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Unread 01-07-2022, 02:41 AM   #1
cliff2022
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Bathroom remodel - Starting off right using Goboard?

I’m starting my second bathroom remodel in 15 years. This time around I’m using goboard and was hoping to get some advice or confirmation that I’m on the right track.

For the tub / shower area, I’m using goboard and purple/drywall for the rest of the walls. Having never used goboard before, I’ve been doing some reading online and watching a few videos.

1. To secure the goboard I’ll be using 1 1/4 rock-on backer screws with the back wall being the exception. The back wall is block and only has 1 x 2 strips to secure the board. The 1 1/4 screws go slightly pass the 1x2 strips, so for the back wall, I’ll be using 1’ x 1’ galvanized staples (that was listed as an approved alternative fastener).

2. For the wall seams and screw / staple holes, I’ll be using OSI Quad Max Sealant, I’ll then be going over the sealant with 2 to 3 coats of aqua defense.

3. For my corner joints, I’m less sure if I’m on the right track. For my wall corner joints I’m planning to use the OSI sealant to caulk the 1/8 gap. Then I will put a coat of aqua defense over the joint and embed fibafuse. I’ll follow that up with 2 more coats of aqua defense. Goboard doesn’t require that but I read about a few installers using that method and to me seems like it would make for a stronger joint with less movement.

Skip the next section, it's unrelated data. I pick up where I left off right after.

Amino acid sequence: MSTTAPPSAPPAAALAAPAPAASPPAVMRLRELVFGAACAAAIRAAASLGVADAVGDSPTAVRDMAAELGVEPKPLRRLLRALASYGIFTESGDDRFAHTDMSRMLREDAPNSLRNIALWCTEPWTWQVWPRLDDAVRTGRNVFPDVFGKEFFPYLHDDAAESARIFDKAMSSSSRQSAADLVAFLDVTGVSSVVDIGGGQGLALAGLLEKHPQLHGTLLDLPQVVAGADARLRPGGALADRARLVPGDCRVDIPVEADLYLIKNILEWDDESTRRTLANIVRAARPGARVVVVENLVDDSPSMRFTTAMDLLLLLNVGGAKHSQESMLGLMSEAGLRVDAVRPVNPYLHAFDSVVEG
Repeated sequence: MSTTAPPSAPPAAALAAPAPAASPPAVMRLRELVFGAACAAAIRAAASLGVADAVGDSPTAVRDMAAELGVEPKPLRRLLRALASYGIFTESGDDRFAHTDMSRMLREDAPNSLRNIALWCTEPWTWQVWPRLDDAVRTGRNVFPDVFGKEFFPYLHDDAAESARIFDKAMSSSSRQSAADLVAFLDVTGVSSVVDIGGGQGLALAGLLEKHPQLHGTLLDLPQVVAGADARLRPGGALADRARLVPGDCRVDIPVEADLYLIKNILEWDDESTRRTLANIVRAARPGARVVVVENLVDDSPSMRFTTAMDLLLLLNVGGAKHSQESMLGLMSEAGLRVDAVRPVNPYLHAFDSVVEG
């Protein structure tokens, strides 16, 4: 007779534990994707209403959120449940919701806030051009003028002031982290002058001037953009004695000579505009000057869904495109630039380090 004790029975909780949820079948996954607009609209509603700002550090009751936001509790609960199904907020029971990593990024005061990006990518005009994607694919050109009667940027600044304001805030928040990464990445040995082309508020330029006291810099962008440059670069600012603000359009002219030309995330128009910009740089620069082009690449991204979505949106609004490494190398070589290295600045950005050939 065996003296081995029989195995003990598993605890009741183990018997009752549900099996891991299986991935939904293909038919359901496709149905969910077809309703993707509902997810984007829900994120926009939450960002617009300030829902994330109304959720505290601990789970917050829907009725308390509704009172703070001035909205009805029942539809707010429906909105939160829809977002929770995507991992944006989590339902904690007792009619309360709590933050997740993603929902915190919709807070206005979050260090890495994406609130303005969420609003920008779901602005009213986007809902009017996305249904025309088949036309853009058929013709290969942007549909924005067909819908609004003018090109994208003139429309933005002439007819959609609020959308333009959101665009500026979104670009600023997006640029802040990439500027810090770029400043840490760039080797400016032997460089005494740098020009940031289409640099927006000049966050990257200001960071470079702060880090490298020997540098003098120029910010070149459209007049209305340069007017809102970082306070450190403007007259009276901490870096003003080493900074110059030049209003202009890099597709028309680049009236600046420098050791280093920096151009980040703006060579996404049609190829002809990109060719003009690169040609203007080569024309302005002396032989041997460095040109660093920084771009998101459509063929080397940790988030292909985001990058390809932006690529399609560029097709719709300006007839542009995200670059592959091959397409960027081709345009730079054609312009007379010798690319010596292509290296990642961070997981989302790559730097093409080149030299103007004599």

4. For my ceiling I have 1 sheet of goboard over the tub and the rest purple drywall. So, for my ceiling joints I’m going to use fibafuse and thinset then coat with aqua defense. My thinking on using the fibafuse and thinset for the ceiling joint, is it would make for a smoother transition from goboard to drywall on the ceiling. If I was to use the OSI sealant on the ceiling, I kept questioning where I should stop the sealant and start using mud, so I decided the easier thing to do would be to just tape and thinset the joint and transition to using mud after the goboard.

5. I’m also uncertain about the transition from the goboard to drywall on the walls. My tub is 32” and the goboard is 3x5. I’m planning on using 3” bullnose tile on the outside of tub on up the wall. That would put the bull nose tile ending almost exactly at the end of the goboard, which I don’t think would be the most ideal.

So, I was thinking to cut the goboard to 33 1/2. Use fibafuse and thinset on the seam. Then coat the seam with aqua defense. By doing this the seam will be behind the tile.